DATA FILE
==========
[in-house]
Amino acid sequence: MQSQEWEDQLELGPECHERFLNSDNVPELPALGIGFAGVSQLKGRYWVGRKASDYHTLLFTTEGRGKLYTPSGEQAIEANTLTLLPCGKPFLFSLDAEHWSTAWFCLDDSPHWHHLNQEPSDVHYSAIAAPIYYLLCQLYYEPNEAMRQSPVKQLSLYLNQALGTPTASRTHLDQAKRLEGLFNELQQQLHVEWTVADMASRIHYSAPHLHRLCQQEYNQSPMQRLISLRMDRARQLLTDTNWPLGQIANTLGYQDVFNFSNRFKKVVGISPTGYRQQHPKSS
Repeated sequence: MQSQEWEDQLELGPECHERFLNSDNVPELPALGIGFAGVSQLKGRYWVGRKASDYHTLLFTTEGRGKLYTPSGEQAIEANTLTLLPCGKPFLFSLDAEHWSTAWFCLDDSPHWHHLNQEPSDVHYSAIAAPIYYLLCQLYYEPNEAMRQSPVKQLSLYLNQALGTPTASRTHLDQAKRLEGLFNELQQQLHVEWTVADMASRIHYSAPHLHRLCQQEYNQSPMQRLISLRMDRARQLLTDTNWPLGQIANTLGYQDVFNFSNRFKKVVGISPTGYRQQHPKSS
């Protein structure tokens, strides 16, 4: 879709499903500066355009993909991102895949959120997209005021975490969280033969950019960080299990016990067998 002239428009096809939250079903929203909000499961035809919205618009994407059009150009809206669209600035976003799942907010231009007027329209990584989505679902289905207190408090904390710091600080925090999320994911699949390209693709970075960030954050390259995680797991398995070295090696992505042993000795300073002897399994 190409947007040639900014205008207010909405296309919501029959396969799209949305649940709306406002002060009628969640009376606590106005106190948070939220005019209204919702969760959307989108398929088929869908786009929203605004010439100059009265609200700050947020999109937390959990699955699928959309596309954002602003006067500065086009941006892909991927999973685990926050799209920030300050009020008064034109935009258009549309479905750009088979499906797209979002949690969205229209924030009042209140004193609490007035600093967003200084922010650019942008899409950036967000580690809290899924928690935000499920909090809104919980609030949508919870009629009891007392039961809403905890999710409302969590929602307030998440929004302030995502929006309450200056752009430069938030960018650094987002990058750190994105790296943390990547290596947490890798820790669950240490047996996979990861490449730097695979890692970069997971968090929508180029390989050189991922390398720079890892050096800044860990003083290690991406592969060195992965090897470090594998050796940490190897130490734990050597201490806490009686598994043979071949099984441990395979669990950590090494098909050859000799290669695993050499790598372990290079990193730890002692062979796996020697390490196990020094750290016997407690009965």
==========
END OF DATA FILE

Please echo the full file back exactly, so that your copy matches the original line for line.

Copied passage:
[in-house]
Amino acid sequence: MQSQEWEDQLELGPECHERFLNSDNVPELPALGIGFAGVSQLKGRYWVGRKASDYHTLLFTTEGRGKLYTPSGEQAIEANTLTLLPCGKPFLFSLDAEHWSTAWFCLDDSPHWHHLNQEPSDVHYSAIAAPIYYLLCQLYYEPNEAMRQSPVKQLSLYLNQALGTPTASRTHLDQAKRLEGLFNELQQQLHVEWTVADMASRIHYSAPHLHRLCQQEYNQSPMQRLISLRMDRARQLLTDTNWPLGQIANTLGYQDVFNFSNRFKKVVGISPTGYRQQHPKSS
Repeated sequence: MQSQEWEDQLELGPECHERFLNSDNVPELPALGIGFAGVSQLKGRYWVGRKASDYHTLLFTTEGRGKLYTPSGEQAIEANTLTLLPCGKPFLFSLDAEHWSTAWFCLDDSPHWHHLNQEPSDVHYSAIAAPIYYLLCQLYYEPNEAMRQSPVKQLSLYLNQALGTPTASRTHLDQAKRLEGLFNELQQQLHVEWTVADMASRIHYSAPHLHRLCQQEYNQSPMQRLISLRMDRARQLLTDTNWPLGQIANTLGYQDVFNFSNRFKKVVGISPTGYRQQHPKSS
């Protein structure tokens, strides 16, 4: 879709499903500066355009993909991102895949959120997209005021975490969280033969950019960080299990016990067998 002239428009096809939250079903929203909000499961035809919205618009994407059009150009809206669209600035976003799942907010231009007027329209990584989505679902289905207190408090904390710091600080925090999320994911699949390209693709970075960030954050390259995680797991398995070295090696992505042993000795300073002897399994 190409947007040639900014205008207010909405296309919501029959396969799209949305649940709306406002002060009628969640009376606590106005106190948070939220005019209204919702969760959307989108398929088929869908786009929203605004010439100059009265609200700050947020999109937390959990699955699928959309596309954002602003006067500065086009941006892909991927999973685990926050799209920030300050009020008064034109935009258009549309479905750009088979499906797209979002949690969205229209924030009042209140004193609490007035600093967003200084922010650019942008899409950036967000580690809290899924928690935000499920909090809104919980609030949508919870009629009891007392039961809403905890999710409302969590929602307030998440929004302030995502929006309450200056752009430069938030960018650094987002990058750190994105790296943390990547290596947490890798820790669950240490047996996979990861490449730097695979890692970069997971968090929508180029390989050189991922390398720079890892050096800044860990003083290690991406592969060195992965090897470090594998050796940490190897130490734990050597201490806490009686598994043979071949099984441990395979669990950590090494098909050859000799290669695993050499790598372990290079990193730890002692062979796996020697390490196990020094750290016997407690009965």